I can’t call them out too much since I used to be one of these people. But what jumps out to me about these sorts of statements now is the lack of wonder and curiosity about what made such a large percentage of the great minds of history believe in God or some sort of other spiritual realm.

Socrates, Plato, Newton, Copernicus, Galileo, Michelangelo, Einstein, and all the other brilliant minds who believed in the soul, in God or gods, in a designed universe: these people were not idiots. They also don’t strike me as delusional, irrational, or the type of people to unquestioningly swallow fairy tales just because it was their culture or the way they were raised. And though they didn’t have electron microscopes or the Hubble telescope, they had good heads on their shoulders when it came to understanding the world and weren’t timid wallflowers who feared questioning things. I really doubt that any of these men believed in a “God of the gaps, ” where they decided that God must exist simply because they didn’t know where the stars came from. Many of them are the founders of the modern sciences that we prize so highly today. I can’t picture any one of them reading The God Delusion or God: The Failed Hypothesis and renouncing their beliefs after being dizzied by the intellects of Dawkins and Stenger.

This, of course, does not mean that God does exist. It doesn’t prove anything either way. It just seems that this new crowd of book-writing atheists is glossing over a lot of human history and insulting the forefathers of their fields to denounce all believers as irrational or foolish. It seems like they’ve never taken the time to sit back on a dark, starry night and gaze at the heavens, thinking for a moment of the great minds of science who came before them and wondering, “Did they see something I don’t?”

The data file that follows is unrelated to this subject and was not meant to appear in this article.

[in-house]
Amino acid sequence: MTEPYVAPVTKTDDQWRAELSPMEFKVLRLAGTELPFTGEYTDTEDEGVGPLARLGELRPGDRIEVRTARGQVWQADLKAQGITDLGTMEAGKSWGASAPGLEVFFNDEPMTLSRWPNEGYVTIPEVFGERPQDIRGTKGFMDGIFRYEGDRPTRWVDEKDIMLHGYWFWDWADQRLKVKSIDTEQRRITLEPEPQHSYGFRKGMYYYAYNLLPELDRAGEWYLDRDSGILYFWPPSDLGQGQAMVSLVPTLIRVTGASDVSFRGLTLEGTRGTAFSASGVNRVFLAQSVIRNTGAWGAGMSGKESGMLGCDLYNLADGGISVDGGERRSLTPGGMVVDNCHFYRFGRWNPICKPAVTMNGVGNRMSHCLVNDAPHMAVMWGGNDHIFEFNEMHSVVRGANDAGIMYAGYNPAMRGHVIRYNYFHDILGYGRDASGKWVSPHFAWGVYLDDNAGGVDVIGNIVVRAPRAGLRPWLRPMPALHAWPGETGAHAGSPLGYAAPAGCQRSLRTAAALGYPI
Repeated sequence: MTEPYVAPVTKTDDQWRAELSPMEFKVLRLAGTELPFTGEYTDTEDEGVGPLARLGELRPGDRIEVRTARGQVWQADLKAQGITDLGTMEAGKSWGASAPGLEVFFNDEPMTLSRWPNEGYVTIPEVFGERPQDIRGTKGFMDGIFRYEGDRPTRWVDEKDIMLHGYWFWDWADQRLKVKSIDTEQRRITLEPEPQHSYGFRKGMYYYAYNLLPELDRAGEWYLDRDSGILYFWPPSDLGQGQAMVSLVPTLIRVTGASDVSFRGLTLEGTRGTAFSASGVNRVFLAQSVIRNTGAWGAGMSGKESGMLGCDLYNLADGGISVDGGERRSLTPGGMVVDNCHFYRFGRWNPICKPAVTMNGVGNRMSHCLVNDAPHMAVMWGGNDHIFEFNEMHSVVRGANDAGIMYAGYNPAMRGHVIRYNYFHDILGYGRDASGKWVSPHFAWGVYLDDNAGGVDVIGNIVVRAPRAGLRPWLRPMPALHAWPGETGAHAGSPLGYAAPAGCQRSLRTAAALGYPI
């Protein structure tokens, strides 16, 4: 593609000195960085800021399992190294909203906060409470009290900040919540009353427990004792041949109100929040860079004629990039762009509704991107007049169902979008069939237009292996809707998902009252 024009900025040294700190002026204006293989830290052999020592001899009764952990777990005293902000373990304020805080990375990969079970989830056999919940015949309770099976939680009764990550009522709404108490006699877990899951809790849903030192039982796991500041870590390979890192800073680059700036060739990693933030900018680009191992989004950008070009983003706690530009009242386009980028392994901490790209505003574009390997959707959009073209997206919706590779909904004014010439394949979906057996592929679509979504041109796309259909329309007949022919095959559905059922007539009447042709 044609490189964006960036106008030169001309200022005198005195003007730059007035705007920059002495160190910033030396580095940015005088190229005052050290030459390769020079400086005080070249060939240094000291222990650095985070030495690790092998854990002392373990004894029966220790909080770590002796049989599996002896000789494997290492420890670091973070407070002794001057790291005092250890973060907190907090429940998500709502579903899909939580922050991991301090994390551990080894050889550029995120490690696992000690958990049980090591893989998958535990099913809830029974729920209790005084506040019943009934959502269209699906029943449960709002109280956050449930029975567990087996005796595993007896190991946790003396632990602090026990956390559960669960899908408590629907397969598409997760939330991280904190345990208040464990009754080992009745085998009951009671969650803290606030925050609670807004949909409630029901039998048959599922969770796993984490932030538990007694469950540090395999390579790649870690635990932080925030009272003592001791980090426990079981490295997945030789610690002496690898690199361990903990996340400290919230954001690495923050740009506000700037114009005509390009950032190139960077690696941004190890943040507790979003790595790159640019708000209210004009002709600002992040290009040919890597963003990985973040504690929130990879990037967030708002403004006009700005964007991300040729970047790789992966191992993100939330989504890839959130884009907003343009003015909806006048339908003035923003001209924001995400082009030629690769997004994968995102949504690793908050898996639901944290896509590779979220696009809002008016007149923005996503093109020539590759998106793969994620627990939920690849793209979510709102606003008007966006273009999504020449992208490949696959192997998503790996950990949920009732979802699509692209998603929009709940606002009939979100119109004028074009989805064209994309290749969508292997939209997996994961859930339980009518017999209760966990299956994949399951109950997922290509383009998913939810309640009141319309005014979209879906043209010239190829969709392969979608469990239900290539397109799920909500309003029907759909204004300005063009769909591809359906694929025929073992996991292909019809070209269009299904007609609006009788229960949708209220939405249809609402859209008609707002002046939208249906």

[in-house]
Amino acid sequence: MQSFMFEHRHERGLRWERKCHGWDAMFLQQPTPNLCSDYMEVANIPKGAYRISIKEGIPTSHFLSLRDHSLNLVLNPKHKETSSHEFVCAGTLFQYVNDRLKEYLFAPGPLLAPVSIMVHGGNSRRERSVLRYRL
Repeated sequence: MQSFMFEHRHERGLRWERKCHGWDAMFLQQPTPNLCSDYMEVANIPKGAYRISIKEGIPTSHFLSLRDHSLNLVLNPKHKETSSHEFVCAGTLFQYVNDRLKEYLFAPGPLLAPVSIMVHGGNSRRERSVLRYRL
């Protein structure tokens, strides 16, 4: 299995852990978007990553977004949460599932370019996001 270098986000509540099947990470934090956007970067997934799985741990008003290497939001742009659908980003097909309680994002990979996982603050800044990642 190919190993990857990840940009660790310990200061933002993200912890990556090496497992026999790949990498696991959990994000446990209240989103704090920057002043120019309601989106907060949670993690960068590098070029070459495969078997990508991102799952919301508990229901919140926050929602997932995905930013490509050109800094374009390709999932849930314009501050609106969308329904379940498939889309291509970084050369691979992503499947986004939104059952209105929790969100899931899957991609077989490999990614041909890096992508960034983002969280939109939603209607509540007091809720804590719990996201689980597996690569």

17 Comments

  1. Keith

    Great post. I was raised a fundamentalist and then lost my faith in my twenties, recovered it a few years later (via Plato & Chesterton) and converted to the Catholic Church. So, I'm interested in matters of belief and unbelief. I read the God Delusion and really tried to suspend judgment and become a disinterested observer. (After all I do love the truth more than my beliefs; and the only reason I hold the beliefs I do is because I believe them to be true.) A couple things struck me reading Dawkin's book: If knowing the truth made me an @$$hole like Dawkins, I would surely be tempted to die in error. Also, I was very much impressed with the fact that this guy has no doubts…NONE! And that kind of temerity is inconsistent with the kind of honest search for truth that has marked my life. Gosh, matters surrounding belief are complex, but Dawkins swaggers through them with all the self-assurance of a school yard bully. He's so sure I don't think he can have an open mind. (He certainly doesn't have the humility which requires one.) So, I'm with you, I don't think these guys display the kind of humility, wonder, and doubt which marks an authentic quest for truth. After all, it was Sam Harris who wrote in his Letter to a Christian Nation: "Atheism is not a philosophy. It is not even a view of the world. It is simply an admission of the obvious." Isn't that fideism?